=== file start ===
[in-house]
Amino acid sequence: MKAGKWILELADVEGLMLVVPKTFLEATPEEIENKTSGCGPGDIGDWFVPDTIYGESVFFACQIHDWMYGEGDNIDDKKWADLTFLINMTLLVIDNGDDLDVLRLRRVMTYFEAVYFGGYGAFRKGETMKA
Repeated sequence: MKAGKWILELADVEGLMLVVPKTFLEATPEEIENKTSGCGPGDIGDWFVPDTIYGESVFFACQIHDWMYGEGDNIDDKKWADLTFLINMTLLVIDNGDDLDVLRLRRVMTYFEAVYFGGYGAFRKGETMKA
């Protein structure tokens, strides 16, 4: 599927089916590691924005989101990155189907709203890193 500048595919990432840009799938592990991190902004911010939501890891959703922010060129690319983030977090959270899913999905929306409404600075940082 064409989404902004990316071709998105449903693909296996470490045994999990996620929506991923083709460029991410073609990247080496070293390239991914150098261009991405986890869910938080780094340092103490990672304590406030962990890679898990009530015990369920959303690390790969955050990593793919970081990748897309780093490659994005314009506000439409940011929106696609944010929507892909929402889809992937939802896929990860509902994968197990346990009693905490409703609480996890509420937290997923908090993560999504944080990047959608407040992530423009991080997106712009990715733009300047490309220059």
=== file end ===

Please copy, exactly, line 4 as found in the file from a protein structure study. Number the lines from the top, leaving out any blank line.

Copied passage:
């Protein structure tokens, strides 16, 4: 599927089916590691924005989101990155189907709203890193 500048595919990432840009799938592990991190902004911010939501890891959703922010060129690319983030977090959270899913999905929306409404600075940082 064409989404902004990316071709998105449903693909296996470490045994999990996620929506991923083709460029991410073609990247080496070293390239991914150098261009991405986890869910938080780094340092103490990672304590406030962990890679898990009530015990369920959303690390790969955050990593793919970081990748897309780093490659994005314009506000439409940011929106696609944010929507892909929402889809992937939802896929990860509902994968197990346990009693905490409703609480996890509420937290997923908090993560999504944080990047959608407040992530423009991080997106712009990715733009300047490309220059």